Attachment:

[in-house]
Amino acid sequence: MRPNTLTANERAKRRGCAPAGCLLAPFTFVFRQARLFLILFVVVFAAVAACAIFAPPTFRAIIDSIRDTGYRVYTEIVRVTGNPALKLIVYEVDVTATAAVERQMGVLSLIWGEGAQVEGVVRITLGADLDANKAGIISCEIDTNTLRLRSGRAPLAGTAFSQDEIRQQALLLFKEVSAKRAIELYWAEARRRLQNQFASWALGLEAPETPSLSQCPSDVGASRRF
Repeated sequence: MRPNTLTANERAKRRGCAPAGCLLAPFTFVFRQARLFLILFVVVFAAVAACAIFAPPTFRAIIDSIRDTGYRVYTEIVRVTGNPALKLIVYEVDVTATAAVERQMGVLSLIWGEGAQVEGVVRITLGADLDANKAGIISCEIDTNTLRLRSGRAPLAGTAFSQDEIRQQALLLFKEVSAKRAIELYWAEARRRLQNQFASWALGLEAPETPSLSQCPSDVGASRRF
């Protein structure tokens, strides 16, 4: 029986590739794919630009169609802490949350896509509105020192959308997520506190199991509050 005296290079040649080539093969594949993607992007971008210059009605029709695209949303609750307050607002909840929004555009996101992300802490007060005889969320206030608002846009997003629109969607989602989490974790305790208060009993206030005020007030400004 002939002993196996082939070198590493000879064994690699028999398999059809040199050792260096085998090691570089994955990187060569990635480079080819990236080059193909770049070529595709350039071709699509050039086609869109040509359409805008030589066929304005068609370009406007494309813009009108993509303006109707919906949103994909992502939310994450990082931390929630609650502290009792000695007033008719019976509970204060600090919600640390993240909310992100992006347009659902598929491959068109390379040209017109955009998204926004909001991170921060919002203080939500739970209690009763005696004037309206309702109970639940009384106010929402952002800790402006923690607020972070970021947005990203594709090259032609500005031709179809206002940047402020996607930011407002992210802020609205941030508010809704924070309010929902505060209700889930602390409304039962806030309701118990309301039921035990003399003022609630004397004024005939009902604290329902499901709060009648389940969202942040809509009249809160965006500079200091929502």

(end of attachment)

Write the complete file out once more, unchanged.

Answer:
[in-house]
Amino acid sequence: MRPNTLTANERAKRRGCAPAGCLLAPFTFVFRQARLFLILFVVVFAAVAACAIFAPPTFRAIIDSIRDTGYRVYTEIVRVTGNPALKLIVYEVDVTATAAVERQMGVLSLIWGEGAQVEGVVRITLGADLDANKAGIISCEIDTNTLRLRSGRAPLAGTAFSQDEIRQQALLLFKEVSAKRAIELYWAEARRRLQNQFASWALGLEAPETPSLSQCPSDVGASRRF
Repeated sequence: MRPNTLTANERAKRRGCAPAGCLLAPFTFVFRQARLFLILFVVVFAAVAACAIFAPPTFRAIIDSIRDTGYRVYTEIVRVTGNPALKLIVYEVDVTATAAVERQMGVLSLIWGEGAQVEGVVRITLGADLDANKAGIISCEIDTNTLRLRSGRAPLAGTAFSQDEIRQQALLLFKEVSAKRAIELYWAEARRRLQNQFASWALGLEAPETPSLSQCPSDVGASRRF
């Protein structure tokens, strides 16, 4: 029986590739794919630009169609802490949350896509509105020192959308997520506190199991509050 005296290079040649080539093969594949993607992007971008210059009605029709695209949303609750307050607002909840929004555009996101992300802490007060005889969320206030608002846009997003629109969607989602989490974790305790208060009993206030005020007030400004 002939002993196996082939070198590493000879064994690699028999398999059809040199050792260096085998090691570089994955990187060569990635480079080819990236080059193909770049070529595709350039071709699509050039086609869109040509359409805008030589066929304005068609370009406007494309813009009108993509303006109707919906949103994909992502939310994450990082931390929630609650502290009792000695007033008719019976509970204060600090919600640390993240909310992100992006347009659902598929491959068109390379040209017109955009998204926004909001991170921060919002203080939500739970209690009763005696004037309206309702109970639940009384106010929402952002800790402006923690607020972070970021947005990203594709090259032609500005031709179809206002940047402020996607930011407002992210802020609205941030508010809704924070309010929902505060209700889930602390409304039962806030309701118990309301039921035990003399003022609630004397004024005939009902604290329902499901709060009648389940969202942040809509009249809160965006500079200091929502």